Auschwitz, January 2017: What Everything Looks Like From Here

Dylan Moore offers his perspective on a recent trip to Auschwitz.

As our minibus pulls away from the remains of the camp at Auschwitz-Birkenau into the relative normality of the nondescript south Polish town of Oswiecim, our driver, Konrad, clears his throat. ‘In the light of recent events around the world,’ he says, his voice catching as it loses the hushed cloak of reverence that has shrouded the entire day at this horrendous place, ‘I would like to say two things: please remember that words have meaning, and that these were German death camps.’ It’s an understandable urge – for a country that was occupied by the Nazis and ‘liberated’ by the Soviets – to distance innocent Oswiecim from the stain its Germanic corruption has left on human history.

Earlier, we had stood in front of the infamous gates, before the bitter sarcasm of the lie, ‘Arbeit Macht Frei’. Our guide, Agnieszka, asks how many glasses wearers are among us. Along with four or five others, I raise my hand. In a group numbering over thirty, I’m surprised how few we are. I see where this is going. What Agnieszka wants us to understand is that Auschwitz did not begin as death camp for Jews, but as a concentration camp for Polish intellectuals. ‘When the Nazis conquered Poland, first they needed to rid the country of anybody who might inspire the minds of the remaining population: teachers, lawyers, doctors, lecturers; they wanted to enslave Poles, and the first step was to imprison the intelligentsia.

Later, we silently file past piles of shoes and hair belonging to 14,000 exterminated Jewish women; they attest to unspeakable human suffering. No less tragic are the thousands of wire-rimmed spectacles that speak of the eradication of those who today might be termed ‘the liberal elite’.

Like Konrad said, words have meaning; words matter. ‘Liberal elite’ is a collocation that needs prising apart if the rise of fascism is to be smashed in our own time. Quite simply, there is no reason to equate liberalism with elitism. Behind such lazy shorthand lies the same dangerous impulse that targets the intelligentsia or the Jew. The wish to discredit the social position of those who defend human rights or freedom of speech, or who have a healthy regard for values like equality is the same logic that locks up journalists and professors as enemies of the state. The first casualties of war are the truth and its proponents, and fascism does not wait for the pretext of war before it begins taking prisoners.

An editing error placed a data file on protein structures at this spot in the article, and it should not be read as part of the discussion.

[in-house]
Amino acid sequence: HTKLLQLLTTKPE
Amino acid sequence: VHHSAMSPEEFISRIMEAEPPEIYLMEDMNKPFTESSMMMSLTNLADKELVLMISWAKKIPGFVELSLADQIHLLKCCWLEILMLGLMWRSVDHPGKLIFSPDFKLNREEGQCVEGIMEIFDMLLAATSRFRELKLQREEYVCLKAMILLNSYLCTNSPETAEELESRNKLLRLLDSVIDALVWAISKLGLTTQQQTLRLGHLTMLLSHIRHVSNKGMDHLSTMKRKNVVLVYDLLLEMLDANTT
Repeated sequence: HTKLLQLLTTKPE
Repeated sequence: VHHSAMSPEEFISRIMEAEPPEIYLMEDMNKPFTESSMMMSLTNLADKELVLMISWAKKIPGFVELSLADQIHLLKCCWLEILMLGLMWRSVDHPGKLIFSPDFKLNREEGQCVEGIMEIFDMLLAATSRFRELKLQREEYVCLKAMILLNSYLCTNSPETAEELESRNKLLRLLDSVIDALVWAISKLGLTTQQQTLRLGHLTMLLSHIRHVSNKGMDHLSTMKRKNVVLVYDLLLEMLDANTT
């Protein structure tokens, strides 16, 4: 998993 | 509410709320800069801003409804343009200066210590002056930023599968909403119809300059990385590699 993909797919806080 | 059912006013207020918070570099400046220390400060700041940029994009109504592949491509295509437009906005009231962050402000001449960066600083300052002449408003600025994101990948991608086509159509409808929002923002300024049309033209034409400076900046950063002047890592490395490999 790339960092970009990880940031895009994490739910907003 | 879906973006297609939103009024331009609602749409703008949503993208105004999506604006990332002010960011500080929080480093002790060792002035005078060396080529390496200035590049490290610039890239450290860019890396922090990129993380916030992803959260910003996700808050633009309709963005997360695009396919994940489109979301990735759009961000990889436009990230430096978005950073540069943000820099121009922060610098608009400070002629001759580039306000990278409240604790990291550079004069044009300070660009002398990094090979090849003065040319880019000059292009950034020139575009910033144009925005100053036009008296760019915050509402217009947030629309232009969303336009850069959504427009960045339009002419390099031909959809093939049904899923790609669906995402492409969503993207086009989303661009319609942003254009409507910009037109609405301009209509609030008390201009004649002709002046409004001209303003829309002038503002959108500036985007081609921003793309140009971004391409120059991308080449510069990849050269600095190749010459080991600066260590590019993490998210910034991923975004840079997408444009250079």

I have, as a teacher, visited Sachsenhausen and Dachau, outside Berlin and Munich respectively; these camps were the Nazis’ early experiments in the concentration and death camps which were to pockmark the whole continent of Europe in the first half of the 1940s. On those occasions, I was stunned into a horrified silence, a prolonged and intensified version of the kind reserved for those two minutes in November when you force yourself to stand stock still and, full of British reserve and stiff upper lip, try and fail to imagine the horrors of Passchendaele and Gallipoli, Stalingrad, Coventry and Dresden. But here at Auschwitz, I didn’t feel much like remaining silent.

The very last reaction I want to have is to keep my dignity. There is no dignity in such disregard for humanity. I don’t feel different here because I am not on a school trip, but am here with my own son; I don’t feel different because I have visited other camps before, or because Auschwitz-Birkenau remains by far the most infamous instrument of the Shoah. I feel different because this is now.

Within days of taking office, the President of the United States of America, the so-called ‘land of the free’, signed an executive order to allow the torture of human beings, followed by another to ban human beings from seven Muslim majority countries from entering the United States. Regardless of who they are as individuals, it is their nationality, race and religion that will define and demonise them in the eyes of the security services.

Words have meaning. According to Agnieszka, Pastor Martin Niemoller’s famous quotation, much repeated in recent days, might have begun, ‘First they came for the glasses wearers…’ Well, this glasses wearer is not a Muslim, but if the fascists of this generation are coming for the Muslims first, then it’s my Christian duty and my human duty to stand with Muslims everywhere, just as I would stand with Jews or Gentiles, socialists or conservatives, gays or straights, if they faced the same persecution. Surely this time they will not pass? Words have meaning alright. As a glasses wearer, the only weapon in my hand is a pen – but this machine kills fascists.

Dylan Moore is the Editor of 'the welsh agenda'. He writes this in a personal capacity.

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